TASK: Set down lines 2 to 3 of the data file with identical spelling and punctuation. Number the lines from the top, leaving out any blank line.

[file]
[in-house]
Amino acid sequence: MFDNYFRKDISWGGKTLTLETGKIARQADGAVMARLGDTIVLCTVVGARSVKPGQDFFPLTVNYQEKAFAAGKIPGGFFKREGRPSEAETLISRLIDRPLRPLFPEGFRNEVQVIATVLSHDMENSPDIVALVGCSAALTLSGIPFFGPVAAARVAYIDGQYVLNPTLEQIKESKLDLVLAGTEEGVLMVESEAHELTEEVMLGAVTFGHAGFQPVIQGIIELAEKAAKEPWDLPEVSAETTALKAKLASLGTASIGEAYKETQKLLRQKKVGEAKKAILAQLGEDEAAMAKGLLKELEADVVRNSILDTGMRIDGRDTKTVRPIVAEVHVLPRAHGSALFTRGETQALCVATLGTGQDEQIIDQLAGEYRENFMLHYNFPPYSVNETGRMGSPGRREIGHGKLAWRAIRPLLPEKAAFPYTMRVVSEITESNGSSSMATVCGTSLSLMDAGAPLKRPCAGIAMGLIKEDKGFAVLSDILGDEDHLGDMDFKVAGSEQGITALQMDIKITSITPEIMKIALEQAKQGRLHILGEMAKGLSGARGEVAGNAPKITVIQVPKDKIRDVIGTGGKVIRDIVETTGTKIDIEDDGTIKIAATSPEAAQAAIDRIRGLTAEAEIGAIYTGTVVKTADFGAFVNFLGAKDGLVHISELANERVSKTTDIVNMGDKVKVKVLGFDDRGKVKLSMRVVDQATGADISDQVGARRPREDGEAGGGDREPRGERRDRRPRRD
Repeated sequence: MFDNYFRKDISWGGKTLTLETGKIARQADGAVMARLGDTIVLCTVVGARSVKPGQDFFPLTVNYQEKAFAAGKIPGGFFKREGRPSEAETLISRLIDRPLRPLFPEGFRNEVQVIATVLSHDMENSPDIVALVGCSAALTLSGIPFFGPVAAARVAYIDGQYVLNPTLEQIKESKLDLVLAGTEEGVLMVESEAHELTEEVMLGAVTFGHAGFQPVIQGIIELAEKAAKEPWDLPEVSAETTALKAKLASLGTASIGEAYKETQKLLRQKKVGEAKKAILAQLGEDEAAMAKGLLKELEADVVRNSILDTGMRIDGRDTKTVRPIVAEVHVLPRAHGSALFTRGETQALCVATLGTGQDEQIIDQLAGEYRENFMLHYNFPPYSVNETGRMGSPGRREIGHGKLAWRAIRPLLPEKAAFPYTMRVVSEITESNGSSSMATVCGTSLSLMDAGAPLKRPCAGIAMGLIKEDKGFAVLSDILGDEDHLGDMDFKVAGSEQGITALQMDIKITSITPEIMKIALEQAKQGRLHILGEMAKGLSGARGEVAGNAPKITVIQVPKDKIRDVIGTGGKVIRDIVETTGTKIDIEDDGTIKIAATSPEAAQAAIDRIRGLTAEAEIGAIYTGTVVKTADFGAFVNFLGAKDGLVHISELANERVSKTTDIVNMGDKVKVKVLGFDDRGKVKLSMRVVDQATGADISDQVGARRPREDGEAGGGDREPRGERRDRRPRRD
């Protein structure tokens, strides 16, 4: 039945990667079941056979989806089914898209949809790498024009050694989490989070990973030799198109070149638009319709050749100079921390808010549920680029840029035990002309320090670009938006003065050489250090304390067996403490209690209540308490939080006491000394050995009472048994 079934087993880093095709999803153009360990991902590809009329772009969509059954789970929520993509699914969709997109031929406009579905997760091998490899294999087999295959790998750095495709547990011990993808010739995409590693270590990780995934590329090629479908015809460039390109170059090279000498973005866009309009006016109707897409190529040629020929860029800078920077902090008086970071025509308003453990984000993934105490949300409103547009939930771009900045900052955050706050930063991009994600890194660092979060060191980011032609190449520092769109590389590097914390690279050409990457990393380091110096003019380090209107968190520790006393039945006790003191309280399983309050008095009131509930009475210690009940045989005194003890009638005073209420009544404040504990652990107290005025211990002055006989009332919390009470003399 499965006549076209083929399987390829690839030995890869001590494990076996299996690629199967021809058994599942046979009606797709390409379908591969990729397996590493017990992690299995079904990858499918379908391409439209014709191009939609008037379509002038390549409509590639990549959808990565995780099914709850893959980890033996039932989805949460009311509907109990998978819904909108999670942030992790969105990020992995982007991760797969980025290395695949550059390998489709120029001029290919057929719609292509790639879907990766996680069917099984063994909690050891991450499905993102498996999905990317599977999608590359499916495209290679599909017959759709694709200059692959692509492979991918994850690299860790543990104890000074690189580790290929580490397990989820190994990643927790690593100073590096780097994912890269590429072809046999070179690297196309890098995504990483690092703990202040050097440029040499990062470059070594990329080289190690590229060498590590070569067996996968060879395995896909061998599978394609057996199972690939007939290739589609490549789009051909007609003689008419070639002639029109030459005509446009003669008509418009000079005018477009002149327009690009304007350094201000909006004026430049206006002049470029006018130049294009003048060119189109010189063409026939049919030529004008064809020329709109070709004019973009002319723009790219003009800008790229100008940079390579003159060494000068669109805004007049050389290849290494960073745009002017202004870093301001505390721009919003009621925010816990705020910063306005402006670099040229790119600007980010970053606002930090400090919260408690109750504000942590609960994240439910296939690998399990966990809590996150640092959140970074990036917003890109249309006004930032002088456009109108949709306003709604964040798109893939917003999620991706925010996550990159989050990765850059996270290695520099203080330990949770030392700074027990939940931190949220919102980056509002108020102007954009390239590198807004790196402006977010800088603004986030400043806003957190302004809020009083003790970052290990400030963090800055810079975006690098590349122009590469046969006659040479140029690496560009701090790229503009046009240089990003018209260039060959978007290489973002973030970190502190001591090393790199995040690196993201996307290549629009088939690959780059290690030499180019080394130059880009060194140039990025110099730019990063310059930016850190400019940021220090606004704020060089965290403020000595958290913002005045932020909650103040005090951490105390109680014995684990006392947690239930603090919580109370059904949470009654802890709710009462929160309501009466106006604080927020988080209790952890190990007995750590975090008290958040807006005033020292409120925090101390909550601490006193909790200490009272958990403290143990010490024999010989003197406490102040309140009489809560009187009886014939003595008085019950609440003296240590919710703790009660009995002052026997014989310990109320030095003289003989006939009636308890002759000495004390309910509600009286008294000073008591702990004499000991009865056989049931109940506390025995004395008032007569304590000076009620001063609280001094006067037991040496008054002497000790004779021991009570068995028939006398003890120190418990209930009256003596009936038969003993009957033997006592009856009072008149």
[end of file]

Amino acid sequence: MFDNYFRKDISWGGKTLTLETGKIARQADGAVMARLGDTIVLCTVVGARSVKPGQDFFPLTVNYQEKAFAAGKIPGGFFKREGRPSEAETLISRLIDRPLRPLFPEGFRNEVQVIATVLSHDMENSPDIVALVGCSAALTLSGIPFFGPVAAARVAYIDGQYVLNPTLEQIKESKLDLVLAGTEEGVLMVESEAHELTEEVMLGAVTFGHAGFQPVIQGIIELAEKAAKEPWDLPEVSAETTALKAKLASLGTASIGEAYKETQKLLRQKKVGEAKKAILAQLGEDEAAMAKGLLKELEADVVRNSILDTGMRIDGRDTKTVRPIVAEVHVLPRAHGSALFTRGETQALCVATLGTGQDEQIIDQLAGEYRENFMLHYNFPPYSVNETGRMGSPGRREIGHGKLAWRAIRPLLPEKAAFPYTMRVVSEITESNGSSSMATVCGTSLSLMDAGAPLKRPCAGIAMGLIKEDKGFAVLSDILGDEDHLGDMDFKVAGSEQGITALQMDIKITSITPEIMKIALEQAKQGRLHILGEMAKGLSGARGEVAGNAPKITVIQVPKDKIRDVIGTGGKVIRDIVETTGTKIDIEDDGTIKIAATSPEAAQAAIDRIRGLTAEAEIGAIYTGTVVKTADFGAFVNFLGAKDGLVHISELANERVSKTTDIVNMGDKVKVKVLGFDDRGKVKLSMRVVDQATGADISDQVGARRPREDGEAGGGDREPRGERRDRRPRRD
Repeated sequence: MFDNYFRKDISWGGKTLTLETGKIARQADGAVMARLGDTIVLCTVVGARSVKPGQDFFPLTVNYQEKAFAAGKIPGGFFKREGRPSEAETLISRLIDRPLRPLFPEGFRNEVQVIATVLSHDMENSPDIVALVGCSAALTLSGIPFFGPVAAARVAYIDGQYVLNPTLEQIKESKLDLVLAGTEEGVLMVESEAHELTEEVMLGAVTFGHAGFQPVIQGIIELAEKAAKEPWDLPEVSAETTALKAKLASLGTASIGEAYKETQKLLRQKKVGEAKKAILAQLGEDEAAMAKGLLKELEADVVRNSILDTGMRIDGRDTKTVRPIVAEVHVLPRAHGSALFTRGETQALCVATLGTGQDEQIIDQLAGEYRENFMLHYNFPPYSVNETGRMGSPGRREIGHGKLAWRAIRPLLPEKAAFPYTMRVVSEITESNGSSSMATVCGTSLSLMDAGAPLKRPCAGIAMGLIKEDKGFAVLSDILGDEDHLGDMDFKVAGSEQGITALQMDIKITSITPEIMKIALEQAKQGRLHILGEMAKGLSGARGEVAGNAPKITVIQVPKDKIRDVIGTGGKVIRDIVETTGTKIDIEDDGTIKIAATSPEAAQAAIDRIRGLTAEAEIGAIYTGTVVKTADFGAFVNFLGAKDGLVHISELANERVSKTTDIVNMGDKVKVKVLGFDDRGKVKLSMRVVDQATGADISDQVGARRPREDGEAGGGDREPRGERRDRRPRRD